Transmembrane communication: general principles and lessons from the structure and function of the M2 proton channel, K⁺ channels, and integrin receptors

Annu Rev Biochem. 2011:80:211-37. doi: 10.1146/annurev-biochem-091008-152423.


Signal transduction across biological membranes is central to life. This process generally happens through communication between different domains and hierarchical coupling of information. Here, we review structural and thermodynamic principles behind transmembrane (TM) signal transduction and discuss common themes. Communication between signaling domains can be understood in terms of thermodynamic and kinetic principles, and complex signaling patterns can arise from simple wiring of thermodynamically coupled domains. We relate this to functions of several signal transduction systems: the M2 proton channel from influenza A virus, potassium channels, integrin receptors, and bacterial kinases. We also discuss key features in the structural rearrangements responsible for signal transduction in these systems.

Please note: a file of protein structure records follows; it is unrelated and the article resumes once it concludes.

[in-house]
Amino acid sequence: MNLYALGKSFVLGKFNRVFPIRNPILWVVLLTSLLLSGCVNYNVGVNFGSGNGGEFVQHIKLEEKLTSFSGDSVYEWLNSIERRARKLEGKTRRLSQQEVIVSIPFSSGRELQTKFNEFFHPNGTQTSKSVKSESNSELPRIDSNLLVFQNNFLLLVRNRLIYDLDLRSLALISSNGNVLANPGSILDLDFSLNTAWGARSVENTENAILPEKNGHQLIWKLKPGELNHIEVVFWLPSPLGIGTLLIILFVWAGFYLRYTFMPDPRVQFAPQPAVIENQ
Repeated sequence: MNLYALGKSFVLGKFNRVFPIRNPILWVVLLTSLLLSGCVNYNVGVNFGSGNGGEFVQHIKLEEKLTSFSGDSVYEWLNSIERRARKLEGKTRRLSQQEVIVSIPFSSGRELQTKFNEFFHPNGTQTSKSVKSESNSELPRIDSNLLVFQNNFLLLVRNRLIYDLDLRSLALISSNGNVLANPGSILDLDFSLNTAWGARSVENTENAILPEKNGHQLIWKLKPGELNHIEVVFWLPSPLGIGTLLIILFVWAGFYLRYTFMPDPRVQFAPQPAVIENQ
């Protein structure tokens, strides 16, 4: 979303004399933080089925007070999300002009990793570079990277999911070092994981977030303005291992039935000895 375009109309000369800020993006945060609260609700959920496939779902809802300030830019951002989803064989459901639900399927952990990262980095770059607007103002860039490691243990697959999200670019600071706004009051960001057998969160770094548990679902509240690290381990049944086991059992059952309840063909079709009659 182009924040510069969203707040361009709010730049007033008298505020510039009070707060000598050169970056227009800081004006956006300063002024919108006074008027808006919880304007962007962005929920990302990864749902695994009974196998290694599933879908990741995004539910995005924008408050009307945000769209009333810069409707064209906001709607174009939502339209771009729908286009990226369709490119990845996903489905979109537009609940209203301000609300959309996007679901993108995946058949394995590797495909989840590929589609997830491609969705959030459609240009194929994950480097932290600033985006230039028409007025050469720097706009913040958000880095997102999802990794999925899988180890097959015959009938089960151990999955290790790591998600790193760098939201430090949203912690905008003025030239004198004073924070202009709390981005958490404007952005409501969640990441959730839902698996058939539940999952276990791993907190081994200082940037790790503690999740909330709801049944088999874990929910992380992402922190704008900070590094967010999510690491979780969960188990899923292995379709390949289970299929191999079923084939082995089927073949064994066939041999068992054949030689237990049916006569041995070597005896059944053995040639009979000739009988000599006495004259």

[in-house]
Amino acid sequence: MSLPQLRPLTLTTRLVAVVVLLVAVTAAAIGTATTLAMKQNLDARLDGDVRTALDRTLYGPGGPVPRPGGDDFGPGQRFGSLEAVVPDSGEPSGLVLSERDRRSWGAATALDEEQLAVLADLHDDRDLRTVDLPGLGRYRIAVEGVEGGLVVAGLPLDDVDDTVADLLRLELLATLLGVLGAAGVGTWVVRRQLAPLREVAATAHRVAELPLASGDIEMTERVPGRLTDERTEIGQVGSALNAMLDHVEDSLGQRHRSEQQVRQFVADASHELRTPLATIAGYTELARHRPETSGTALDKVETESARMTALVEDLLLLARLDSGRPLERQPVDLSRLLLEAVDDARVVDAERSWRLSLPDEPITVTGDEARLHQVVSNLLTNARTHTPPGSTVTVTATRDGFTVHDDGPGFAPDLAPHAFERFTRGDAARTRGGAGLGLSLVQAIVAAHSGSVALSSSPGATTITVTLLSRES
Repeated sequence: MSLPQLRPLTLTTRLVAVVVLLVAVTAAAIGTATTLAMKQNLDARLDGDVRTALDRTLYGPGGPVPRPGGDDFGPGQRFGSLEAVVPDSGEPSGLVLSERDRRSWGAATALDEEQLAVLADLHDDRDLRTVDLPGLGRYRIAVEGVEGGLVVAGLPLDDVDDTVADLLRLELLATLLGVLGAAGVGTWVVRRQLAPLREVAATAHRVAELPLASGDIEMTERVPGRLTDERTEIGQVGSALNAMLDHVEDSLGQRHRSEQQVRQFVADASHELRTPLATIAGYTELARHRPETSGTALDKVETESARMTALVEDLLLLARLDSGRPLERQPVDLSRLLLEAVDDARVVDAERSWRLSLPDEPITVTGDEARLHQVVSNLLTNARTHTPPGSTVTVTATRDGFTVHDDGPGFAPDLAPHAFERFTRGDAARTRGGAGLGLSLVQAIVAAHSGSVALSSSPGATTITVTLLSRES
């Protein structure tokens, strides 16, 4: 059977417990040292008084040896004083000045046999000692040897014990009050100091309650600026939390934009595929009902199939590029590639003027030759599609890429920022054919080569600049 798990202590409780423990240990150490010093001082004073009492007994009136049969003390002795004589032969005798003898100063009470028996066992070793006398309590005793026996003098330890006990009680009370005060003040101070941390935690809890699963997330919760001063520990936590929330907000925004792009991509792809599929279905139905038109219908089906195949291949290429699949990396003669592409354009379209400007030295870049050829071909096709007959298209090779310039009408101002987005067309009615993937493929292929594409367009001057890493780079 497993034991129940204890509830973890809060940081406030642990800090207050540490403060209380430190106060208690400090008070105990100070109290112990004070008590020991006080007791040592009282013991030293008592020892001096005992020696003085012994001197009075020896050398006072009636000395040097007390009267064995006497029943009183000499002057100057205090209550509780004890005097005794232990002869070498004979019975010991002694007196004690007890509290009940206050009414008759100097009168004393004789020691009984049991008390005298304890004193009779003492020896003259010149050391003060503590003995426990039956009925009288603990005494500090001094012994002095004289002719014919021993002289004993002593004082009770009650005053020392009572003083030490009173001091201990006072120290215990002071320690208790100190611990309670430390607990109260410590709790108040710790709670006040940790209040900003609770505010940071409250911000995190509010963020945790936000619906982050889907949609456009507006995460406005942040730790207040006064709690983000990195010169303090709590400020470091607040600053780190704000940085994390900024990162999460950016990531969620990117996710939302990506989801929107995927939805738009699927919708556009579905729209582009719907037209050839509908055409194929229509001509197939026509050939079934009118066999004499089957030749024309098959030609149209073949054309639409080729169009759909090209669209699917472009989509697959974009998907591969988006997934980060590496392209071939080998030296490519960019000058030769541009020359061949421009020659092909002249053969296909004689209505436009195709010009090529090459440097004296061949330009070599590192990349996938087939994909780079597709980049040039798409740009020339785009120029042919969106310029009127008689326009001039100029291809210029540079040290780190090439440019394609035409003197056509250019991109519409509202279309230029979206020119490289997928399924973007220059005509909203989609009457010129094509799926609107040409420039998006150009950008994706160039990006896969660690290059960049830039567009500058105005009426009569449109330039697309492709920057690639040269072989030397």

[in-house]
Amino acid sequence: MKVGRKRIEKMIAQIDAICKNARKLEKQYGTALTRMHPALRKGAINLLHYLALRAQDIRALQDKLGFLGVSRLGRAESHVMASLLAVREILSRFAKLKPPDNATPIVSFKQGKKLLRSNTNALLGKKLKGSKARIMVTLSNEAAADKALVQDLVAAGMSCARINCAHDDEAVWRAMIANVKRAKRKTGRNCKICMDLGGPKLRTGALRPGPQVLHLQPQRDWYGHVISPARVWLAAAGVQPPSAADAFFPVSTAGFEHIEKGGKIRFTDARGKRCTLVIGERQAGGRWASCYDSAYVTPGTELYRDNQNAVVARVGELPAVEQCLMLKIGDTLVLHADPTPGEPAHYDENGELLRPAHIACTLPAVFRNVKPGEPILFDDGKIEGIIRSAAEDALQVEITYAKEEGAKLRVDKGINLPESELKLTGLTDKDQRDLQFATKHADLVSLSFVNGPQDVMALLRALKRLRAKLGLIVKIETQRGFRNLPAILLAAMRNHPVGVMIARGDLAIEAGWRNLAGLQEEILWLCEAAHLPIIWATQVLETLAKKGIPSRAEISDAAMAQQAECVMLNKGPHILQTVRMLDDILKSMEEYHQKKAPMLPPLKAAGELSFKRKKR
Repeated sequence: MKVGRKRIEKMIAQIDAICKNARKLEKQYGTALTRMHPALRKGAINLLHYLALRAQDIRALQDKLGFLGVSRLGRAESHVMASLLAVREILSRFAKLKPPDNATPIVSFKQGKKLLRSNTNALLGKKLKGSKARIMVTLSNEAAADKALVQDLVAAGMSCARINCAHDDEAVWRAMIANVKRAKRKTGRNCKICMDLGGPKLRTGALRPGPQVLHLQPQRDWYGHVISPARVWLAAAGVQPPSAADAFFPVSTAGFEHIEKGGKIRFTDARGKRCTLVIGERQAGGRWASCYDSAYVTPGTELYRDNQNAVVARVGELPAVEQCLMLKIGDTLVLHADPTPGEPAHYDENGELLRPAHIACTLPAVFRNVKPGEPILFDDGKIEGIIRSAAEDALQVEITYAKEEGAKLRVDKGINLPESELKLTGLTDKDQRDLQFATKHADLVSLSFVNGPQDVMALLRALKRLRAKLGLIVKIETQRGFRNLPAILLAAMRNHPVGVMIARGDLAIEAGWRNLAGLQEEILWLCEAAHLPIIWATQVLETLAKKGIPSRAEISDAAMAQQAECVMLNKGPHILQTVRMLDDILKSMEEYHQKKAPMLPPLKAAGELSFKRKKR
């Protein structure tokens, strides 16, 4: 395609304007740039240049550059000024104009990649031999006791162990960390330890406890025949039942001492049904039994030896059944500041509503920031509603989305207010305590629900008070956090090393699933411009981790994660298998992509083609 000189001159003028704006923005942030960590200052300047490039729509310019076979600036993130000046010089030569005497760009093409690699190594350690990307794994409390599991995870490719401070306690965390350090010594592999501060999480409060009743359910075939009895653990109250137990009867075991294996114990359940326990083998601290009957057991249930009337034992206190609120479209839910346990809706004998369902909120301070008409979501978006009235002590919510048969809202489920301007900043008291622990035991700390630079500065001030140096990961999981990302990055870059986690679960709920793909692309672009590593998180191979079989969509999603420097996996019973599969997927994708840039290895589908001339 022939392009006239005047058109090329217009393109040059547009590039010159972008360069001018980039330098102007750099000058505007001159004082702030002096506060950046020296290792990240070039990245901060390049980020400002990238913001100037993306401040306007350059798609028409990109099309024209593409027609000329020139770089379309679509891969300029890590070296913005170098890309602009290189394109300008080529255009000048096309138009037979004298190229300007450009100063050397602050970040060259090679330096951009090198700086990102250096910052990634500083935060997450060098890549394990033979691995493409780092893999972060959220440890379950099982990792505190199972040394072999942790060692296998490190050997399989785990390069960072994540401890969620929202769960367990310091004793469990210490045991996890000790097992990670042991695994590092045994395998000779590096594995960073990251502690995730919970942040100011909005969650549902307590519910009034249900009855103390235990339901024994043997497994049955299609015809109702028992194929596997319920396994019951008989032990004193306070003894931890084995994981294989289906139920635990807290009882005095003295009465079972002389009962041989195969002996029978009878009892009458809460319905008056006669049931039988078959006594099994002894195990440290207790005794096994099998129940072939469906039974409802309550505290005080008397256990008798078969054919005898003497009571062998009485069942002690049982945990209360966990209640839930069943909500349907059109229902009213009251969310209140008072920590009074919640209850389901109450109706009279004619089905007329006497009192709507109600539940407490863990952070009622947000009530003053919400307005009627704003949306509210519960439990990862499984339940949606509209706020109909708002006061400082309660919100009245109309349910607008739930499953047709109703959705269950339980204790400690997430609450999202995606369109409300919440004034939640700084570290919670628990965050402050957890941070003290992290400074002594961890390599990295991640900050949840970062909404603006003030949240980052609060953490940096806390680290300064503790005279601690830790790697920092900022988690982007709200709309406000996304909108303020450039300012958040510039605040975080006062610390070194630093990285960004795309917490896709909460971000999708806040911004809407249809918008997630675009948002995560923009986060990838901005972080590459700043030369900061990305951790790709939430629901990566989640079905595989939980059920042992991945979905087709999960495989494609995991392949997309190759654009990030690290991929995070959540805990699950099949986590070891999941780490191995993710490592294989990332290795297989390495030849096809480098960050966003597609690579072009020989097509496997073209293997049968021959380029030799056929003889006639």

Publication types

  • Research Support, N.I.H., Extramural
  • Review

MeSH terms

  • Cell Communication / physiology*
  • Cell Membrane / physiology*
  • Integrins* / chemistry
  • Integrins* / metabolism
  • Ions / chemistry
  • Ions / metabolism
  • Ligands
  • Models, Molecular
  • Potassium Channels* / chemistry
  • Potassium Channels* / metabolism
  • Protein Conformation
  • Signal Transduction / physiology
  • Thermodynamics
  • Viral Matrix Proteins* / chemistry
  • Viral Matrix Proteins* / metabolism


  • Integrins
  • Ions
  • Ligands
  • M2 protein, Influenza A virus
  • Potassium Channels
  • Viral Matrix Proteins